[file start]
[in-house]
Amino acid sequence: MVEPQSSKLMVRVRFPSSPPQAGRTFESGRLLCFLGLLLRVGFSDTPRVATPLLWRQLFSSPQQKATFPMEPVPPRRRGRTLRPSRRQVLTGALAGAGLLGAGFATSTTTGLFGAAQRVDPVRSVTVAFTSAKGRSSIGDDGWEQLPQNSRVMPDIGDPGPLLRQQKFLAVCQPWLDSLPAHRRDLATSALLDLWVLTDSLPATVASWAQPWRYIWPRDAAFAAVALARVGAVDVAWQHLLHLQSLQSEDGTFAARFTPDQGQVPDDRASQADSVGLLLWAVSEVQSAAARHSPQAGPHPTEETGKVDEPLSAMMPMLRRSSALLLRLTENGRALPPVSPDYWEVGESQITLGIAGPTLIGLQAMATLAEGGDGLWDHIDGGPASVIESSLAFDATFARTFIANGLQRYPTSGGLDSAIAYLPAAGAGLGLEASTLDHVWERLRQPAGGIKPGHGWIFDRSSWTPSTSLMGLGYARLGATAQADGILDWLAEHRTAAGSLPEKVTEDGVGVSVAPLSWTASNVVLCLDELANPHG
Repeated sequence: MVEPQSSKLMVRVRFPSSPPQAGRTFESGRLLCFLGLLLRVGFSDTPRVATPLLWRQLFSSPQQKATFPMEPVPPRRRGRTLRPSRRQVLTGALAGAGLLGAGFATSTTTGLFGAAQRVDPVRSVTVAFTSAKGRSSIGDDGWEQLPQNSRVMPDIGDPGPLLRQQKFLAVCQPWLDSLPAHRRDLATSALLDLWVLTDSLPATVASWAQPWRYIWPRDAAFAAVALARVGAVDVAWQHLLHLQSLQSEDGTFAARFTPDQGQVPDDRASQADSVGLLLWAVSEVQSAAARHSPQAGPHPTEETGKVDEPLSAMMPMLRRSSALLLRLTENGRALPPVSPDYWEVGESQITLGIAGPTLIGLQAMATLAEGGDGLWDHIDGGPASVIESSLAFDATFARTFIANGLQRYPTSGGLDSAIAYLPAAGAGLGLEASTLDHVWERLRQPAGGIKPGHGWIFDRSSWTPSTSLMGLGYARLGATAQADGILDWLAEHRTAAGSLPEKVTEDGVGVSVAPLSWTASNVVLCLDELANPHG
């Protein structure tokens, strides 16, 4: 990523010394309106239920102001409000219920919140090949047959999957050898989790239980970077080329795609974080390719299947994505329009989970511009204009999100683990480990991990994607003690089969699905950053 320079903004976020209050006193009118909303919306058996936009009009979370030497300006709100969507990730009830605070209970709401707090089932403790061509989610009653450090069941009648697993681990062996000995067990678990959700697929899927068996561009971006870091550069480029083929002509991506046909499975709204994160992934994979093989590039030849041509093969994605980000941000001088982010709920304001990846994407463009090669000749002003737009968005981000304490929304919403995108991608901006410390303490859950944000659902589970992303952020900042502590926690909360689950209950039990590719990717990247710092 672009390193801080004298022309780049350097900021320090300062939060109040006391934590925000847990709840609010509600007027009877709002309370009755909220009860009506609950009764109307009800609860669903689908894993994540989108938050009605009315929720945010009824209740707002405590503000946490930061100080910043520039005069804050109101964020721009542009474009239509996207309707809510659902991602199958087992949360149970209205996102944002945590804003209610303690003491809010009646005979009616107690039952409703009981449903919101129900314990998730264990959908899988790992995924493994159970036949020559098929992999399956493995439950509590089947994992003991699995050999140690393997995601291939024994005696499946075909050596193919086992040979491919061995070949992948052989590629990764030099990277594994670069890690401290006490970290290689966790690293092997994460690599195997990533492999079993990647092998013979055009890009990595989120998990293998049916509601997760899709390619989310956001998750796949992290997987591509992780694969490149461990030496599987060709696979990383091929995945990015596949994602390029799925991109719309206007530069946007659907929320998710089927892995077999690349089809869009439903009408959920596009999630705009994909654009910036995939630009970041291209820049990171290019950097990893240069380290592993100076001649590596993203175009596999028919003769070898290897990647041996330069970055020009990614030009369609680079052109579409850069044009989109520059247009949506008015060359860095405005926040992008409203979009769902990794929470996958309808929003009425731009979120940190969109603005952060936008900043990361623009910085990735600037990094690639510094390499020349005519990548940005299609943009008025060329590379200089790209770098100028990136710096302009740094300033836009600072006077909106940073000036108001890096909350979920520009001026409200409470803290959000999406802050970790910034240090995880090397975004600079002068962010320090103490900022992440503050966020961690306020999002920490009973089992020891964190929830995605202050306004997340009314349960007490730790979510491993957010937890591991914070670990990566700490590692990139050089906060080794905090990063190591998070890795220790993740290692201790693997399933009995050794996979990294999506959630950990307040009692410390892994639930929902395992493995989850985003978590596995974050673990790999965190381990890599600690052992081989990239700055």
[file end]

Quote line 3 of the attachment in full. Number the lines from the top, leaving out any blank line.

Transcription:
Repeated sequence: MVEPQSSKLMVRVRFPSSPPQAGRTFESGRLLCFLGLLLRVGFSDTPRVATPLLWRQLFSSPQQKATFPMEPVPPRRRGRTLRPSRRQVLTGALAGAGLLGAGFATSTTTGLFGAAQRVDPVRSVTVAFTSAKGRSSIGDDGWEQLPQNSRVMPDIGDPGPLLRQQKFLAVCQPWLDSLPAHRRDLATSALLDLWVLTDSLPATVASWAQPWRYIWPRDAAFAAVALARVGAVDVAWQHLLHLQSLQSEDGTFAARFTPDQGQVPDDRASQADSVGLLLWAVSEVQSAAARHSPQAGPHPTEETGKVDEPLSAMMPMLRRSSALLLRLTENGRALPPVSPDYWEVGESQITLGIAGPTLIGLQAMATLAEGGDGLWDHIDGGPASVIESSLAFDATFARTFIANGLQRYPTSGGLDSAIAYLPAAGAGLGLEASTLDHVWERLRQPAGGIKPGHGWIFDRSSWTPSTSLMGLGYARLGATAQADGILDWLAEHRTAAGSLPEKVTEDGVGVSVAPLSWTASNVVLCLDELANPHG